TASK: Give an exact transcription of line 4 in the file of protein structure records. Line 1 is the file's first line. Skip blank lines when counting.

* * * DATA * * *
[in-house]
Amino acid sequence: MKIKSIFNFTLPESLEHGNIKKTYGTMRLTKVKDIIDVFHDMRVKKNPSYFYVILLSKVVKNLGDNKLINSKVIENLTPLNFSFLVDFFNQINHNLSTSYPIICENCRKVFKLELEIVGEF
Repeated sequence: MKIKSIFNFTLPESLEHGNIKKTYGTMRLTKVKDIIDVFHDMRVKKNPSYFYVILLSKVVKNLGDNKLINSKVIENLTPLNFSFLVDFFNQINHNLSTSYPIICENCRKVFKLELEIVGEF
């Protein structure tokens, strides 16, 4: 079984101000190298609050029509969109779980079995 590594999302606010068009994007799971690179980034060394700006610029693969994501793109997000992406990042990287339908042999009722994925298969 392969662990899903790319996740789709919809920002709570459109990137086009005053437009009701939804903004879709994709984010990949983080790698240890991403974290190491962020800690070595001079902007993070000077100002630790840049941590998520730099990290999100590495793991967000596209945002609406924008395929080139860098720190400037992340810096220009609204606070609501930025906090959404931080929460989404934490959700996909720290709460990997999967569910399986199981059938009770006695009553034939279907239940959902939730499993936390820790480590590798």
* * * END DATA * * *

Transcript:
């Protein structure tokens, strides 16, 4: 079984101000190298609050029509969109779980079995 590594999302606010068009994007799971690179980034060394700006610029693969994501793109997000992406990042990287339908042999009722994925298969 392969662990899903790319996740789709919809920002709570459109990137086009005053437009009701939804903004879709994709984010990949983080790698240890991403974290190491962020800690070595001079902007993070000077100002630790840049941590998520730099990290999100590495793991967000596209945002609406924008395929080139860098720190400037992340810096220009609204606070609501930025906090959404931080929460989404934490959700996909720290709460990997999967569910399986199981059938009770006695009553034939279907239940959902939730499993936390820790480590590798």